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At Least 30 Countries Have Unemployment Benefits More Generous Than The U.S.

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Image: Pat GarofaloAccording to data from the International Monetary Fund analyzed by Tim Vlandas, there are at least 30 countries with unemployment benefits that are more generous than those that go to American workers. The University of Missouri-St. Louis’ Kenneth Thomas broke the data down:

The metric used is the gross replacement rate (GRR) the ratio of unemployment benefits to a worker’s previous wages. The United States gives, on average, a miserly 27.5% of previous wages in unemployment benefits, behind 17 OECD members, though ahead of 11 others (no data was given for OECD members Iceland, Luxembourg, Mexico, Slovak Republic, and Slovenia). Not only that, the U.S. falls behind 13 non-OECD members, including Algeria, Taiwan, and Ukraine, all of which have at least double the replacement rate of the U.S.

The U.S. does rank ahead of the United Kingdom, New Zealand, and Australia, but trails Egypt, Azerbaijan, and Tunisia in terms of the amount of income replaced by unemployment insurance. And in the wake of the Great Recession, instead of fashioning a better unemployment insurance system, Republicans across the country have slashed benefits, even while some, such as Florida, have high unemployment rates. Meanwhile, Republican lawmakers in Congress have blocked andvoted against several benefit extensions.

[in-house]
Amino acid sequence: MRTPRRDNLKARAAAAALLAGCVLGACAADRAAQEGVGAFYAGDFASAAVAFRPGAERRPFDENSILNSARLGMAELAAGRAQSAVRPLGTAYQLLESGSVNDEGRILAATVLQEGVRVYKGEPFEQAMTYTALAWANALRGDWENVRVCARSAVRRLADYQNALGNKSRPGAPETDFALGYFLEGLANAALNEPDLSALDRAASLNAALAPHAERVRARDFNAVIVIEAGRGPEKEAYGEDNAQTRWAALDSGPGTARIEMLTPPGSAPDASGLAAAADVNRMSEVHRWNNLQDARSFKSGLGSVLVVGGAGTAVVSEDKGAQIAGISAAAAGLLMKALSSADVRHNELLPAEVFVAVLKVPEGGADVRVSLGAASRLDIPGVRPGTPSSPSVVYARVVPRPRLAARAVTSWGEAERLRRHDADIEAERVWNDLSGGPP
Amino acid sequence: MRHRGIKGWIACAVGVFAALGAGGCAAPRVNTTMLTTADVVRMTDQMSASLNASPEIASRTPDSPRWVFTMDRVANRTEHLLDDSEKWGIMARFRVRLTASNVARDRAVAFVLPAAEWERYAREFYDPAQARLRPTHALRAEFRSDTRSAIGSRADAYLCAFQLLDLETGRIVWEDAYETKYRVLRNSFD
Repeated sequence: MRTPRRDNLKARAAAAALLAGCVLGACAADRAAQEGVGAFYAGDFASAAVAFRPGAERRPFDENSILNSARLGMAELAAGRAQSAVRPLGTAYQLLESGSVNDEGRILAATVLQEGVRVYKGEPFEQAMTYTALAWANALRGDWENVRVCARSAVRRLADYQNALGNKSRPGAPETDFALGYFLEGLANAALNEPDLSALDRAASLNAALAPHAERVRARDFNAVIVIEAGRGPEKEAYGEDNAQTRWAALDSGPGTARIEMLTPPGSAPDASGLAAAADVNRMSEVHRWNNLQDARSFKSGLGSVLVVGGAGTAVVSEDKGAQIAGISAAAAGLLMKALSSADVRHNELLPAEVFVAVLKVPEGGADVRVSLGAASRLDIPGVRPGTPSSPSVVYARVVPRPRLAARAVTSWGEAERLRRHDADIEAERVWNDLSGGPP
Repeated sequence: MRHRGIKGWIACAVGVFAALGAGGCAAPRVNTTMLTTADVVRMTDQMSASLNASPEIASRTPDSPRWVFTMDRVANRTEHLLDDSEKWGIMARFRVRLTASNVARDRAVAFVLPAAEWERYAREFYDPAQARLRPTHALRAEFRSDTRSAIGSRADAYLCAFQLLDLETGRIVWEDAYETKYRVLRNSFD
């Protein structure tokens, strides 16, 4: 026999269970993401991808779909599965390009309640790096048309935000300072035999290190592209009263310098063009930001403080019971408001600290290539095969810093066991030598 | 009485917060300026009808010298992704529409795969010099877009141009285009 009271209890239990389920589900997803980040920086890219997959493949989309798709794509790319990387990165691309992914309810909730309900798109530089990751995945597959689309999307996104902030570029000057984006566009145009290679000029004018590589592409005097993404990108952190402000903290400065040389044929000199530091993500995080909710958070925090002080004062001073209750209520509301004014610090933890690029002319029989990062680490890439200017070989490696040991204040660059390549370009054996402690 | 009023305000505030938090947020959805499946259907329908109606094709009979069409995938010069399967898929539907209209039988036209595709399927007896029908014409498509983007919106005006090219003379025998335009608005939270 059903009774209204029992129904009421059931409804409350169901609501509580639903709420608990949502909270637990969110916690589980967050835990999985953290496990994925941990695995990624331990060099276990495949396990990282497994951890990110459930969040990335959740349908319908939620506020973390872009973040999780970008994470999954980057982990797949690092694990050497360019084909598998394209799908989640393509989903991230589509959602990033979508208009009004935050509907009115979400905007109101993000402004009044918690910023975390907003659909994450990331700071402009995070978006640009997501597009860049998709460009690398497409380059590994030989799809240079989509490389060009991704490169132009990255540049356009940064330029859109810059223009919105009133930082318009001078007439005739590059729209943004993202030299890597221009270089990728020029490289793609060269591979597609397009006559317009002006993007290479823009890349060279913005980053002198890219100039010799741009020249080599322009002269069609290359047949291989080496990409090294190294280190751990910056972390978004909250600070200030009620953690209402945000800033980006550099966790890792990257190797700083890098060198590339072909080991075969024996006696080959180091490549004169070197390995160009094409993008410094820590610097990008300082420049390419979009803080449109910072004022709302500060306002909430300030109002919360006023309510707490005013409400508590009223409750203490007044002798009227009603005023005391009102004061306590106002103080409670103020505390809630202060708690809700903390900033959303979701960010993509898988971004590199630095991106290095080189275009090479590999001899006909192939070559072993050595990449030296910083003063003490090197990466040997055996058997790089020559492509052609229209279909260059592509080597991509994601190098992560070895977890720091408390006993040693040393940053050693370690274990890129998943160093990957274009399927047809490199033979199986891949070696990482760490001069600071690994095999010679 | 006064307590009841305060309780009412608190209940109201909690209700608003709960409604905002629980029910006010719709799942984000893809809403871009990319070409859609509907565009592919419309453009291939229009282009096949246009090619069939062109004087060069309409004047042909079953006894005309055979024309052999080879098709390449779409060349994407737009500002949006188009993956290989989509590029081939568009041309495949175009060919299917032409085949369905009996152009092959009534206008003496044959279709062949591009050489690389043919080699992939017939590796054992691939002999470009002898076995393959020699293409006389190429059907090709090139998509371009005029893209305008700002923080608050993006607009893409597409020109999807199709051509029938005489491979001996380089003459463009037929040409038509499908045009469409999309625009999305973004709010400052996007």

But it remains the case that there are nearly four unemployed job seekers for every available job opening, making unemployment benefits a critical source of income for those who can’t find work through no fault of their own. And contrary to conservative claims that unemployment benefits are a “lifestyle,” those unemployed workers receiving UI stay unemployed less than two weeks longer than those who receive no benefits at all, according to research by the San Francisco Federal Reserve.

In 2009, average unemployment benefits were just $310 per week, with some states paying much less (like Mississippi, with its $192 weekly benefit). As the IMF data shows, that simply isn’t keeping up with the standard set by other developed (or not so developed) nations.

This blog originally appeared in ThinkProgress on April 16, 2012. Reprinted with permission.

About the Author: Pat Garofalo is Economic Policy Editor for ThinkProgress.org at the Center for American Progress Action Fund. Pat’s work has also appeared in The Nation, U.S. News & World Report, The Guardian, the Washington Examiner, and In These Times. He has been a guest on MSNBC and Al-Jazeera television, as well as many radio shows. Pat graduated from Brandeis University, where he was the editor-in-chief of The Brandeis Hoot, Brandeis’ community newspaper, and worked for the International Center for Ethics, Justice, and Public Life.


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